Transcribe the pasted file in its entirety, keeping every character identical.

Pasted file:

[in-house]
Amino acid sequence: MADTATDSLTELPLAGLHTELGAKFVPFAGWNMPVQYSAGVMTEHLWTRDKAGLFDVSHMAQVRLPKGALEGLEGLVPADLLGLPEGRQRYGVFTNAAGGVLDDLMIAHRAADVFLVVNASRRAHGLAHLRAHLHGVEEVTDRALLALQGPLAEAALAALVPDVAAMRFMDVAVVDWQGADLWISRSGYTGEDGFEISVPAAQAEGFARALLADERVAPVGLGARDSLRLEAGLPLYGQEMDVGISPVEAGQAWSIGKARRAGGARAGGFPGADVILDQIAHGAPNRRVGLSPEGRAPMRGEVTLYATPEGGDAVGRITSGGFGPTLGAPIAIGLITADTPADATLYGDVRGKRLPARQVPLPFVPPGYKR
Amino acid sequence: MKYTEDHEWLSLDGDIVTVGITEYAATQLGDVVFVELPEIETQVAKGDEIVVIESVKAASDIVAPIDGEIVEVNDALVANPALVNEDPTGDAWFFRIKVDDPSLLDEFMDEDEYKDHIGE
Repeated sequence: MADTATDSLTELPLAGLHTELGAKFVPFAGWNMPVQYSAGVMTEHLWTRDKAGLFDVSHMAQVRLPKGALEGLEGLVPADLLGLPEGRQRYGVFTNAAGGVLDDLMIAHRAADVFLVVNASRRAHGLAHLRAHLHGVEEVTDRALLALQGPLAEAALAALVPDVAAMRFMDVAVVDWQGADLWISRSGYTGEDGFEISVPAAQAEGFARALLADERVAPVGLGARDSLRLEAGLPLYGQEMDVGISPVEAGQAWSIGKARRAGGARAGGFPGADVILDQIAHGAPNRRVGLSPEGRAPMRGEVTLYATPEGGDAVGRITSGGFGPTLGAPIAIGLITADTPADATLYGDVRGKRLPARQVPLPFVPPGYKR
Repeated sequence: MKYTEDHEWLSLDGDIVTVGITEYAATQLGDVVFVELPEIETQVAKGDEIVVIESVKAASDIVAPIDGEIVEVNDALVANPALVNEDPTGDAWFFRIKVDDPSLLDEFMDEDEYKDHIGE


[in-house]
Amino acid sequence: MADTATDSLTELPLAGLHTELGAKFVPFAGWNMPVQYSAGVMTEHLWTRDKAGLFDVSHMAQVRLPKGALEGLEGLVPADLLGLPEGRQRYGVFTNAAGGVLDDLMIAHRAADVFLVVNASRRAHGLAHLRAHLHGVEEVTDRALLALQGPLAEAALAALVPDVAAMRFMDVAVVDWQGADLWISRSGYTGEDGFEISVPAAQAEGFARALLADERVAPVGLGARDSLRLEAGLPLYGQEMDVGISPVEAGQAWSIGKARRAGGARAGGFPGADVILDQIAHGAPNRRVGLSPEGRAPMRGEVTLYATPEGGDAVGRITSGGFGPTLGAPIAIGLITADTPADATLYGDVRGKRLPARQVPLPFVPPGYKR
Amino acid sequence: MKYTEDHEWLSLDGDIVTVGITEYAATQLGDVVFVELPEIETQVAKGDEIVVIESVKAASDIVAPIDGEIVEVNDALVANPALVNEDPTGDAWFFRIKVDDPSLLDEFMDEDEYKDHIGE
Repeated sequence: MADTATDSLTELPLAGLHTELGAKFVPFAGWNMPVQYSAGVMTEHLWTRDKAGLFDVSHMAQVRLPKGALEGLEGLVPADLLGLPEGRQRYGVFTNAAGGVLDDLMIAHRAADVFLVVNASRRAHGLAHLRAHLHGVEEVTDRALLALQGPLAEAALAALVPDVAAMRFMDVAVVDWQGADLWISRSGYTGEDGFEISVPAAQAEGFARALLADERVAPVGLGARDSLRLEAGLPLYGQEMDVGISPVEAGQAWSIGKARRAGGARAGGFPGADVILDQIAHGAPNRRVGLSPEGRAPMRGEVTLYATPEGGDAVGRITSGGFGPTLGAPIAIGLITADTPADATLYGDVRGKRLPARQVPLPFVPPGYKR
Repeated sequence: MKYTEDHEWLSLDGDIVTVGITEYAATQLGDVVFVELPEIETQVAKGDEIVVIESVKAASDIVAPIDGEIVEVNDALVANPALVNEDPTGDAWFFRIKVDDPSLLDEFMDEDEYKDHIGE